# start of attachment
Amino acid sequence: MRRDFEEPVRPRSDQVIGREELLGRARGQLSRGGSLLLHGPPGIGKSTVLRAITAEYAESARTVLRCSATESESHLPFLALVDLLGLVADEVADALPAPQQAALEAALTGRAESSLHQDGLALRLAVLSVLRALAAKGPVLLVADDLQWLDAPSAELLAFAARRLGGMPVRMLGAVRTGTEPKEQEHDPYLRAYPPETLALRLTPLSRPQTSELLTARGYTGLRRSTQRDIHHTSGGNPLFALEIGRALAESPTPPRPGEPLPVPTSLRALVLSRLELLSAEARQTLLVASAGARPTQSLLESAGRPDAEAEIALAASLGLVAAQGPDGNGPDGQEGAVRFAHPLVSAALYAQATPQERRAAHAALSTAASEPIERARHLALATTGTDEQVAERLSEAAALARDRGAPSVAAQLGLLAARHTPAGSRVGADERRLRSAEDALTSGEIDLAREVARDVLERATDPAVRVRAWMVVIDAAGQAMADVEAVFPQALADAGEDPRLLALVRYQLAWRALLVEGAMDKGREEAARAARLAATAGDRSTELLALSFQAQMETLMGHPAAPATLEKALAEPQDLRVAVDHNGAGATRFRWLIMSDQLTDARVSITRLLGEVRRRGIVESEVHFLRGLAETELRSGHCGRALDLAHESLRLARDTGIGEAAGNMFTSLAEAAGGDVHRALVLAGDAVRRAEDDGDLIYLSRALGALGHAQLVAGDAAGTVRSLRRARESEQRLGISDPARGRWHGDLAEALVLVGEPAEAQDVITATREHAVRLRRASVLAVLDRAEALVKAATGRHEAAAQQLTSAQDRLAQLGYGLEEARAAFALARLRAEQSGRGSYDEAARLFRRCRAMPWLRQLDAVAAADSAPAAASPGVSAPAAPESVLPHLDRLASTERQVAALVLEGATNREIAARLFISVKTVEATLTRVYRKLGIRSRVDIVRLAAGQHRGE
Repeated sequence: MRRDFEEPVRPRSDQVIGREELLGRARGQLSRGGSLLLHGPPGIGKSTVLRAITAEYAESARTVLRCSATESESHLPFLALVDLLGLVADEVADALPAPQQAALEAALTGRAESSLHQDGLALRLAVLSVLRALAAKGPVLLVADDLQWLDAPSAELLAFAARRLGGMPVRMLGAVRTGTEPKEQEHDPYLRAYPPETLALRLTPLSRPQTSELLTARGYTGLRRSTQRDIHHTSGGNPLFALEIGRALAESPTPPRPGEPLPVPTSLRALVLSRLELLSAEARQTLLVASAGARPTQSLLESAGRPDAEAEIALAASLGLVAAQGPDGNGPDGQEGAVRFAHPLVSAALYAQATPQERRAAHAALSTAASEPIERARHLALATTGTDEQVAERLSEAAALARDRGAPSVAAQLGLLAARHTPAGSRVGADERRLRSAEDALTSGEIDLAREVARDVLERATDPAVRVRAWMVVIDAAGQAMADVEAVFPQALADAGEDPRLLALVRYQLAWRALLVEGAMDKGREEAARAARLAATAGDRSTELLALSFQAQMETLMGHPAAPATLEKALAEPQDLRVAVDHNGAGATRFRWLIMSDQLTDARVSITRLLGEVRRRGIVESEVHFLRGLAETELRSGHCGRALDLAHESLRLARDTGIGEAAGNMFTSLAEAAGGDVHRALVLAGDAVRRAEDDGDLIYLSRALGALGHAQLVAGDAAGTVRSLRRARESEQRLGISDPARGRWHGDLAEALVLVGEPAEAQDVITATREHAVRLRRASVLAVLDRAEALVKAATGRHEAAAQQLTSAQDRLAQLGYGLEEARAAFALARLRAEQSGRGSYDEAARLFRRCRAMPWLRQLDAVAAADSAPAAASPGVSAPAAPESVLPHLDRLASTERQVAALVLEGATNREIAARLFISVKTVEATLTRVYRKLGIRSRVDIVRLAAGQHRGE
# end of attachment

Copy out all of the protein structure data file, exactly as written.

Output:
Amino acid sequence: MRRDFEEPVRPRSDQVIGREELLGRARGQLSRGGSLLLHGPPGIGKSTVLRAITAEYAESARTVLRCSATESESHLPFLALVDLLGLVADEVADALPAPQQAALEAALTGRAESSLHQDGLALRLAVLSVLRALAAKGPVLLVADDLQWLDAPSAELLAFAARRLGGMPVRMLGAVRTGTEPKEQEHDPYLRAYPPETLALRLTPLSRPQTSELLTARGYTGLRRSTQRDIHHTSGGNPLFALEIGRALAESPTPPRPGEPLPVPTSLRALVLSRLELLSAEARQTLLVASAGARPTQSLLESAGRPDAEAEIALAASLGLVAAQGPDGNGPDGQEGAVRFAHPLVSAALYAQATPQERRAAHAALSTAASEPIERARHLALATTGTDEQVAERLSEAAALARDRGAPSVAAQLGLLAARHTPAGSRVGADERRLRSAEDALTSGEIDLAREVARDVLERATDPAVRVRAWMVVIDAAGQAMADVEAVFPQALADAGEDPRLLALVRYQLAWRALLVEGAMDKGREEAARAARLAATAGDRSTELLALSFQAQMETLMGHPAAPATLEKALAEPQDLRVAVDHNGAGATRFRWLIMSDQLTDARVSITRLLGEVRRRGIVESEVHFLRGLAETELRSGHCGRALDLAHESLRLARDTGIGEAAGNMFTSLAEAAGGDVHRALVLAGDAVRRAEDDGDLIYLSRALGALGHAQLVAGDAAGTVRSLRRARESEQRLGISDPARGRWHGDLAEALVLVGEPAEAQDVITATREHAVRLRRASVLAVLDRAEALVKAATGRHEAAAQQLTSAQDRLAQLGYGLEEARAAFALARLRAEQSGRGSYDEAARLFRRCRAMPWLRQLDAVAAADSAPAAASPGVSAPAAPESVLPHLDRLASTERQVAALVLEGATNREIAARLFISVKTVEATLTRVYRKLGIRSRVDIVRLAAGQHRGE
Repeated sequence: MRRDFEEPVRPRSDQVIGREELLGRARGQLSRGGSLLLHGPPGIGKSTVLRAITAEYAESARTVLRCSATESESHLPFLALVDLLGLVADEVADALPAPQQAALEAALTGRAESSLHQDGLALRLAVLSVLRALAAKGPVLLVADDLQWLDAPSAELLAFAARRLGGMPVRMLGAVRTGTEPKEQEHDPYLRAYPPETLALRLTPLSRPQTSELLTARGYTGLRRSTQRDIHHTSGGNPLFALEIGRALAESPTPPRPGEPLPVPTSLRALVLSRLELLSAEARQTLLVASAGARPTQSLLESAGRPDAEAEIALAASLGLVAAQGPDGNGPDGQEGAVRFAHPLVSAALYAQATPQERRAAHAALSTAASEPIERARHLALATTGTDEQVAERLSEAAALARDRGAPSVAAQLGLLAARHTPAGSRVGADERRLRSAEDALTSGEIDLAREVARDVLERATDPAVRVRAWMVVIDAAGQAMADVEAVFPQALADAGEDPRLLALVRYQLAWRALLVEGAMDKGREEAARAARLAATAGDRSTELLALSFQAQMETLMGHPAAPATLEKALAEPQDLRVAVDHNGAGATRFRWLIMSDQLTDARVSITRLLGEVRRRGIVESEVHFLRGLAETELRSGHCGRALDLAHESLRLARDTGIGEAAGNMFTSLAEAAGGDVHRALVLAGDAVRRAEDDGDLIYLSRALGALGHAQLVAGDAAGTVRSLRRARESEQRLGISDPARGRWHGDLAEALVLVGEPAEAQDVITATREHAVRLRRASVLAVLDRAEALVKAATGRHEAAAQQLTSAQDRLAQLGYGLEEARAAFALARLRAEQSGRGSYDEAARLFRRCRAMPWLRQLDAVAAADSAPAAASPGVSAPAAPESVLPHLDRLASTERQVAALVLEGATNREIAARLFISVKTVEATLTRVYRKLGIRSRVDIVRLAAGQHRGE